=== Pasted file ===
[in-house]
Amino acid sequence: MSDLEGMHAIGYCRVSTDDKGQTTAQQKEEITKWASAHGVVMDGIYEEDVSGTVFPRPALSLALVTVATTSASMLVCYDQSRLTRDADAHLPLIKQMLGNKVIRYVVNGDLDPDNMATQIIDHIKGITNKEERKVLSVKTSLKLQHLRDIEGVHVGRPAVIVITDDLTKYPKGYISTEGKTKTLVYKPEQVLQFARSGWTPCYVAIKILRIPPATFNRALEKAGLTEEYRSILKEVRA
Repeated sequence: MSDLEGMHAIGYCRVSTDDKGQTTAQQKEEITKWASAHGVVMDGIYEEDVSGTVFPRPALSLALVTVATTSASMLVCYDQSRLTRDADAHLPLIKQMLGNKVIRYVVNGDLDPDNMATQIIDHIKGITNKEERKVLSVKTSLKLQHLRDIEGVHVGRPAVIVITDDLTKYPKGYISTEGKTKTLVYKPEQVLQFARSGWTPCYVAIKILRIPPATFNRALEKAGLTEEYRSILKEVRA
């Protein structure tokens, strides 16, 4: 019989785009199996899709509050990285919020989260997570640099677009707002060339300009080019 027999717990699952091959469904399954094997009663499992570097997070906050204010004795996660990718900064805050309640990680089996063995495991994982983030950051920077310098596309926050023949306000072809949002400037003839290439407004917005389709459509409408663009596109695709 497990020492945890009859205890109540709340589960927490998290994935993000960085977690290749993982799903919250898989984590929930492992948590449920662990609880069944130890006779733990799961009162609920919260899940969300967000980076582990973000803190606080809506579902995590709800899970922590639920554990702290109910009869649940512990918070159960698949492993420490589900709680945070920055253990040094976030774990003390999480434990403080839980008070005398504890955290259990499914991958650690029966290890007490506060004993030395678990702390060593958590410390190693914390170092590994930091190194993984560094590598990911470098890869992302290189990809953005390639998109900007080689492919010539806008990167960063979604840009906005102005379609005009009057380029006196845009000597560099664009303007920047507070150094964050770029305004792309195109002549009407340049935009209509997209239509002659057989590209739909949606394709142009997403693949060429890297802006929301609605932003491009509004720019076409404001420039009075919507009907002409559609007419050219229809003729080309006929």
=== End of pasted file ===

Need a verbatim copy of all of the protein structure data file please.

[in-house]
Amino acid sequence: MSDLEGMHAIGYCRVSTDDKGQTTAQQKEEITKWASAHGVVMDGIYEEDVSGTVFPRPALSLALVTVATTSASMLVCYDQSRLTRDADAHLPLIKQMLGNKVIRYVVNGDLDPDNMATQIIDHIKGITNKEERKVLSVKTSLKLQHLRDIEGVHVGRPAVIVITDDLTKYPKGYISTEGKTKTLVYKPEQVLQFARSGWTPCYVAIKILRIPPATFNRALEKAGLTEEYRSILKEVRA
Repeated sequence: MSDLEGMHAIGYCRVSTDDKGQTTAQQKEEITKWASAHGVVMDGIYEEDVSGTVFPRPALSLALVTVATTSASMLVCYDQSRLTRDADAHLPLIKQMLGNKVIRYVVNGDLDPDNMATQIIDHIKGITNKEERKVLSVKTSLKLQHLRDIEGVHVGRPAVIVITDDLTKYPKGYISTEGKTKTLVYKPEQVLQFARSGWTPCYVAIKILRIPPATFNRALEKAGLTEEYRSILKEVRA
């Protein structure tokens, strides 16, 4: 019989785009199996899709509050990285919020989260997570640099677009707002060339300009080019 027999717990699952091959469904399954094997009663499992570097997070906050204010004795996660990718900064805050309640990680089996063995495991994982983030950051920077310098596309926050023949306000072809949002400037003839290439407004917005389709459509409408663009596109695709 497990020492945890009859205890109540709340589960927490998290994935993000960085977690290749993982799903919250898989984590929930492992948590449920662990609880069944130890006779733990799961009162609920919260899940969300967000980076582990973000803190606080809506579902995590709800899970922590639920554990702290109910009869649940512990918070159960698949492993420490589900709680945070920055253990040094976030774990003390999480434990403080839980008070005398504890955290259990499914991958650690029966290890007490506060004993030395678990702390060593958590410390190693914390170092590994930091190194993984560094590598990911470098890869992302290189990809953005390639998109900007080689492919010539806008990167960063979604840009906005102005379609005009009057380029006196845009000597560099664009303007920047507070150094964050770029305004792309195109002549009407340049935009209509997209239509002659057989590209739909949606394709142009997403693949060429890297802006929301609605932003491009509004720019076409404001420039009075919507009907002409559609007419050219229809003729080309006929």